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My husband and I used to live a simple life. A very, very simple life. Our entire collection of furniture consisted of one green striped sofa, a television on a TV stand, and a borrowed card table.
Our closets had plenty of space, our bathrooms had very few towels, and our kitchen held just enough pans and dishes to ensure our survival. Our house was pretty empty.
We were minimalists by necessity, mostly because we didn’t have any extra money. If something cost more than a gallon of milk, we opted for the milk. We were ultra-frugal, weighing every purchase carefully, which meant we didn’t have much clutter. We couldn’t afford it.
A lot has changed in our lives since those early years.
Fast forward to today, and we have more kids, more money, and more stuff. We aren’t rich, but we now have the luxury of occasionally buying things we probably don’t need.
And if I’m being honest, that’s not all bad.
It’s nice to cook Easter dinner without borrowing pans from my mom. We like the fact that we have real chairs to go with our real dining room table. We enjoy having plates displayed on our wall and books lined up on our shelves. We’re thankful for the things we have.
But that extra stuff isn’t all good, either.
Clothes we no longer wear crowd our closets. Books we once wanted are covered with dust. The toys that used to bring joy just get in the way.
And if we don’t stay on top of all the sorting and cleaning, that “stuff” can rob us of our sense of peace. It can cause us to feel out-of-sorts, and even downright annoyed.
Not So Simple
I have to admit that sometimes I feel a little left out when people start talking about “simple living” or “minimalism”. I think a bare-bones lifestyle sounds really cool and freeing, but I’ve been in that place of owning almost nothing, and it just doesn’t fit me or my family in this season of our lives.
I want to simplify things, but not be simplistic. I want to have less, but not less-than-nothing. I want to minimize, but not be a minimalist.
I think it’s important to realize that simplicity doesn’t have to be one-size-fits-all. We don’t have to force our families into a mold that might be great for someone else, but a burden for us. Instead, maybe it’s best to find some balance.
We each need to find that middle ground between having nothing and having too much. We need to discover what gives us a peaceful feeling when we walk through the door or peek into our closets. We need to search for what works for our own family, right where we are.
Right now, my home looks rather…um…lived in. I’m sick and tired of stepping over junk and looking under piles. I’m frustrated by the wasted time, the wasted thought, the wasted energy. Something needs to change.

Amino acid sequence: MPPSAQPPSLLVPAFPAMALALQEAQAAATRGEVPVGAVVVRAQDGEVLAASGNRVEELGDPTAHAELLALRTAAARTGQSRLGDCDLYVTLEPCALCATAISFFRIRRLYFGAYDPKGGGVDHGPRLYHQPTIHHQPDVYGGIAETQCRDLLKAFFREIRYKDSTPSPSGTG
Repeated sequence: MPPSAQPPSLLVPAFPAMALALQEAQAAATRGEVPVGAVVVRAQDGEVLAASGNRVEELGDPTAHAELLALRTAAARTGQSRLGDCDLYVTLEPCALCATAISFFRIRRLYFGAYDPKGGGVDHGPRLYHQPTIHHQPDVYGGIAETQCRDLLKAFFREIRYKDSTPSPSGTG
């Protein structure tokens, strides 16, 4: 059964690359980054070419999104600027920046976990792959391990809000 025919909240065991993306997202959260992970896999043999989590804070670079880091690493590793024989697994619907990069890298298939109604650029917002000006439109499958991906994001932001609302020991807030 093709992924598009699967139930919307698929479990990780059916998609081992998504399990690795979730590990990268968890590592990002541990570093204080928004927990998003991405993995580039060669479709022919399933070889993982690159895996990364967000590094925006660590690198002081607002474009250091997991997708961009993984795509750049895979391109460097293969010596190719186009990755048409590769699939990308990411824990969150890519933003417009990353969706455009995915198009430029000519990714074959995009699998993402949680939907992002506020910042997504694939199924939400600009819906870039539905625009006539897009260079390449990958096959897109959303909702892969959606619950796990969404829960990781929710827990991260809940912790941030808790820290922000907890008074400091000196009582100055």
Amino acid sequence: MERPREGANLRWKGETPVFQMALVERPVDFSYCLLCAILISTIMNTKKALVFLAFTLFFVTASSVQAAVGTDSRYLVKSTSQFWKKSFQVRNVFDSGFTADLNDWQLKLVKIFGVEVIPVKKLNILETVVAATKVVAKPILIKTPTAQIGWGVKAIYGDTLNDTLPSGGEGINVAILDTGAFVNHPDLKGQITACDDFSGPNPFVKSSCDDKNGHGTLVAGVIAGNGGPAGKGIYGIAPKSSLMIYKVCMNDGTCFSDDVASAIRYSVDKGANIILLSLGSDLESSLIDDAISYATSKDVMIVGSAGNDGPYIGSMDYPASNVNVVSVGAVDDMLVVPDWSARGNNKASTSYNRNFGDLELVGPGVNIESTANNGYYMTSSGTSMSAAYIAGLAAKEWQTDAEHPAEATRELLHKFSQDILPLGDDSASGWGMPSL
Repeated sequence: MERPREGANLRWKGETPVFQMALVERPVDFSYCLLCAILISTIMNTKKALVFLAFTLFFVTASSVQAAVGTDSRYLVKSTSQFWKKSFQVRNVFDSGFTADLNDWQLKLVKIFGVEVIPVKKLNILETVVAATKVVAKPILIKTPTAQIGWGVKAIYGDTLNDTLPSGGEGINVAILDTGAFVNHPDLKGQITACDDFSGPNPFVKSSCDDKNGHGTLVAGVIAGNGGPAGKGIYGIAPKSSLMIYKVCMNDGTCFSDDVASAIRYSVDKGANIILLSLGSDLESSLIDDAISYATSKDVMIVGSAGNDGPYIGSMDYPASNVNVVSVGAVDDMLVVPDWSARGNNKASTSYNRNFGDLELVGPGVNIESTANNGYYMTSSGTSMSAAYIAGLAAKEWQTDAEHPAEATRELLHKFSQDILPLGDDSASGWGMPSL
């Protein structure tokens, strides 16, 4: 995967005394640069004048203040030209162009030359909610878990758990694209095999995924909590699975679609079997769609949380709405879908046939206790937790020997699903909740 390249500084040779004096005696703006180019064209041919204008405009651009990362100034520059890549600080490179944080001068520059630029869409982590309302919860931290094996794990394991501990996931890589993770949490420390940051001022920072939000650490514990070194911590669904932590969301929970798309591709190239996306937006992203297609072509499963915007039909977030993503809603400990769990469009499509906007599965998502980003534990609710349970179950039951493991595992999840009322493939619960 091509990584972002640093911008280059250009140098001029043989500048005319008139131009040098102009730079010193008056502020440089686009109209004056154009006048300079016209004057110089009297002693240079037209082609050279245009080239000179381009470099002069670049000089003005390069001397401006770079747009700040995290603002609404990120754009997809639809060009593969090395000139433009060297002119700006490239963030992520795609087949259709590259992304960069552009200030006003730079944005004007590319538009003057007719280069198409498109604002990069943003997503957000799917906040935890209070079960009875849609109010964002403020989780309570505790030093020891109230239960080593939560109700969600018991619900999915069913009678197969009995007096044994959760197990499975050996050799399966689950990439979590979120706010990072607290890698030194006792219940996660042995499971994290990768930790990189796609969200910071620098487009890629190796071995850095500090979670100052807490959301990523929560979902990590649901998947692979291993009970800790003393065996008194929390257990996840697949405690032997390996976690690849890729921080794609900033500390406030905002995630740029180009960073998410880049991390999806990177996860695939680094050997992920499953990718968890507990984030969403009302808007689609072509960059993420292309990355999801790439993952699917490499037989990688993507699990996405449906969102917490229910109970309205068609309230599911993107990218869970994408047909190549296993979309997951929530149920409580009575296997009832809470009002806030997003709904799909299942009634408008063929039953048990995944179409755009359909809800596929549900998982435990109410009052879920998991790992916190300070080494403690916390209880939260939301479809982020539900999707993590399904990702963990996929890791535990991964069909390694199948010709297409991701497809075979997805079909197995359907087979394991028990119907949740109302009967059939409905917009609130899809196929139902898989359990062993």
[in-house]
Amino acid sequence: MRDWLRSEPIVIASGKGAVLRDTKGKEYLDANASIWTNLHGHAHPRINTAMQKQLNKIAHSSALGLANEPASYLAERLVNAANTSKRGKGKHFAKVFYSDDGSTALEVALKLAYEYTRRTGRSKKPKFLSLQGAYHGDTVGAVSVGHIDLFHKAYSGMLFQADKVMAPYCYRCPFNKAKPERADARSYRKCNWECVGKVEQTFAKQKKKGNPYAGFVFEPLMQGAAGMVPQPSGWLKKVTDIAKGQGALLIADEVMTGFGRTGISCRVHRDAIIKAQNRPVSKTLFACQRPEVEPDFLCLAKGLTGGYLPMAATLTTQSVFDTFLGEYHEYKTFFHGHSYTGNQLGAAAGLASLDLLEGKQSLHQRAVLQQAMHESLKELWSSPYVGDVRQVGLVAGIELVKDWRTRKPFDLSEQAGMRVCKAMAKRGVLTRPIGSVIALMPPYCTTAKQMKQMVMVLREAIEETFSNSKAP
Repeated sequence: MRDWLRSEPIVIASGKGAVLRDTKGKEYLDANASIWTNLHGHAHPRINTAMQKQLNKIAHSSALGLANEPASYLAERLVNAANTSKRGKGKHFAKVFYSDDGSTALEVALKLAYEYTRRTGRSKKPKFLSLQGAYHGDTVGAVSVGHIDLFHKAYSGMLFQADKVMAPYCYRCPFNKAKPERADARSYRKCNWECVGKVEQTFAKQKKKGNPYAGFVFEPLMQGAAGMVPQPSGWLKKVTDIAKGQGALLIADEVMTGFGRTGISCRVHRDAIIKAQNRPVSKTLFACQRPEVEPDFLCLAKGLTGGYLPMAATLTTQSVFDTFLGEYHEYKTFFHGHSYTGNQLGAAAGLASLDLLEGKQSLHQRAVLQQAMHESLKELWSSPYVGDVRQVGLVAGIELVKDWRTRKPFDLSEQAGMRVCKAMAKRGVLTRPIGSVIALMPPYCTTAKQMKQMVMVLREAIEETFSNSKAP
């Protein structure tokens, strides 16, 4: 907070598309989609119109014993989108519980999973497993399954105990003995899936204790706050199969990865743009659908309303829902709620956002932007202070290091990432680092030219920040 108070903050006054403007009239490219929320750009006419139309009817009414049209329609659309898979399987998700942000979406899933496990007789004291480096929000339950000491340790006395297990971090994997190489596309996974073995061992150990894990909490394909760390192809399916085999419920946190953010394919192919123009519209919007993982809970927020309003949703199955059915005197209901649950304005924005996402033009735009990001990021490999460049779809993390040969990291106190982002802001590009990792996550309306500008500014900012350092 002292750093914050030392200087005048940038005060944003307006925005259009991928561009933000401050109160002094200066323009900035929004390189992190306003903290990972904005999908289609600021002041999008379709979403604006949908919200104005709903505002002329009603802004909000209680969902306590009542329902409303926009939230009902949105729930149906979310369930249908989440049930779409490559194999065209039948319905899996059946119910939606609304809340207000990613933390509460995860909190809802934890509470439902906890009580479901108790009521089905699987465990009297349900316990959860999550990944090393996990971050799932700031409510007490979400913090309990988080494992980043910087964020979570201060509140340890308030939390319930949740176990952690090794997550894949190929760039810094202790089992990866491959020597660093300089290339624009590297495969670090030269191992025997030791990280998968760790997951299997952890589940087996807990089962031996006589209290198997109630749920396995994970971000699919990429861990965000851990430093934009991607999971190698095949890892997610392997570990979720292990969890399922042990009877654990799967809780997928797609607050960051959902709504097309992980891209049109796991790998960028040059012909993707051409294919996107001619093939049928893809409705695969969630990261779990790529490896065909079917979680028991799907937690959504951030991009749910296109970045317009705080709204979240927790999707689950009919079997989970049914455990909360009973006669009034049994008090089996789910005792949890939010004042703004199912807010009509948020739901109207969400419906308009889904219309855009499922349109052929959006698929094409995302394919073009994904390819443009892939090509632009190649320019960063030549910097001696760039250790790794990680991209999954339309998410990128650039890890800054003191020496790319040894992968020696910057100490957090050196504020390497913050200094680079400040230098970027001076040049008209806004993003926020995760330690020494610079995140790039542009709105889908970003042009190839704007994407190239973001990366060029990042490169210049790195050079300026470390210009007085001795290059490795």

When the condition of our home feels more like a dark cloud than a peaceful haven, it’s tempting to wish we could snap our fingers and make our house look like their house. You know the one. That house you see online with the always-clean-dishes stacked in perfect rows and the toys lined up on shelves according to the color wheel. (Seriously, do people live like that?!?)
Basically, it’s tempting to want perfection…and to want it right now…and then give up when we realize how impossible it is.
But here’s an idea: Let’s ditch perfect and strive for better.
That’s really what having a simple everyday home is all about. It’s about simplifying our possessions and our lives to bring us a sense of peace and order in a way that fits our everyday, real families.
It’s about looking past complicated systems and finding simple routines that will make life easier. It’s about giving up on the guilt and overwhelm that comes from trying to be someone we’re not, and putting our efforts into making our homes better…simply better.
Simple Everyday Home
Here at Simple Everyday Home, I’ll be sharing tips and ideas I’ve learned in more than two decades of managing my home. I’ll also be sharing my everyday struggles and failures because, well, that’s my real life.
Just like you, I have clutter that piles up far too easily and mail that gets lost in the shuffle. I fight a constant battle against the laundry monster, I have a usually-too-tight budget hanging over my head, and I dread coming up with an answer to the daily “What’s for dinner?” question.
I’m in the middle of the journey toward making my home simply better. I’m looking for real-life solutions to real-life problems. I’m trying to bring a fresh sense of peace through getting rid of clutter and simplifying our lives in a way that fits my family. And I’m trying to do it all without crying (just being honest).
At Simple Everyday Home, our mission is to serve as an encouraging and practical resource to give women real-life help and hope for managing their homes and improving their everyday lives. Because that’s what I need, too.
Let’s join together and encourage one another in this journey toward a Simple Everyday Home!